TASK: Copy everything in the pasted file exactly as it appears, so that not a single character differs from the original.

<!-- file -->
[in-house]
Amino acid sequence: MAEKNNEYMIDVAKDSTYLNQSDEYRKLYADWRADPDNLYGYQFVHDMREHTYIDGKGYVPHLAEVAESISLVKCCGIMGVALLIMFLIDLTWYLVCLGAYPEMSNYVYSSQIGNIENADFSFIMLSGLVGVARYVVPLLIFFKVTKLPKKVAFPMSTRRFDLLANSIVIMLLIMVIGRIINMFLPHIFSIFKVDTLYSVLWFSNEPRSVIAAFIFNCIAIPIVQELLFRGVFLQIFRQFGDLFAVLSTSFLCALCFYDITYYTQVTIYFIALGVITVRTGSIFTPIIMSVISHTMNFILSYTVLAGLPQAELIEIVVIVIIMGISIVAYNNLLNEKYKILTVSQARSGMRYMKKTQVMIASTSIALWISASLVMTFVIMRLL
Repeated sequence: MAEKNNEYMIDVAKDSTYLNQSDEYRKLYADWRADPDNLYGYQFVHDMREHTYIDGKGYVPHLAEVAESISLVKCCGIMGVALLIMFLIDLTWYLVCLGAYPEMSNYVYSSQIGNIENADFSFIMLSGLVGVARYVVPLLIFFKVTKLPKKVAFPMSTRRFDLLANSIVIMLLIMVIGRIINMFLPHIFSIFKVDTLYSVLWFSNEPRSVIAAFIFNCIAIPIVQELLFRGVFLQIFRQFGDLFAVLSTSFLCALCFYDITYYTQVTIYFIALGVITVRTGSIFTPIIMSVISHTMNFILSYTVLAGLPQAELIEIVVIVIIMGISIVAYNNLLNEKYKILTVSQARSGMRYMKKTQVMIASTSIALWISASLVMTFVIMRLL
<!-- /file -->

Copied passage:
[in-house]
Amino acid sequence: MAEKNNEYMIDVAKDSTYLNQSDEYRKLYADWRADPDNLYGYQFVHDMREHTYIDGKGYVPHLAEVAESISLVKCCGIMGVALLIMFLIDLTWYLVCLGAYPEMSNYVYSSQIGNIENADFSFIMLSGLVGVARYVVPLLIFFKVTKLPKKVAFPMSTRRFDLLANSIVIMLLIMVIGRIINMFLPHIFSIFKVDTLYSVLWFSNEPRSVIAAFIFNCIAIPIVQELLFRGVFLQIFRQFGDLFAVLSTSFLCALCFYDITYYTQVTIYFIALGVITVRTGSIFTPIIMSVISHTMNFILSYTVLAGLPQAELIEIVVIVIIMGISIVAYNNLLNEKYKILTVSQARSGMRYMKKTQVMIASTSIALWISASLVMTFVIMRLL
Repeated sequence: MAEKNNEYMIDVAKDSTYLNQSDEYRKLYADWRADPDNLYGYQFVHDMREHTYIDGKGYVPHLAEVAESISLVKCCGIMGVALLIMFLIDLTWYLVCLGAYPEMSNYVYSSQIGNIENADFSFIMLSGLVGVARYVVPLLIFFKVTKLPKKVAFPMSTRRFDLLANSIVIMLLIMVIGRIINMFLPHIFSIFKVDTLYSVLWFSNEPRSVIAAFIFNCIAIPIVQELLFRGVFLQIFRQFGDLFAVLSTSFLCALCFYDITYYTQVTIYFIALGVITVRTGSIFTPIIMSVISHTMNFILSYTVLAGLPQAELIEIVVIVIIMGISIVAYNNLLNEKYKILTVSQARSGMRYMKKTQVMIASTSIALWISASLVMTFVIMRLL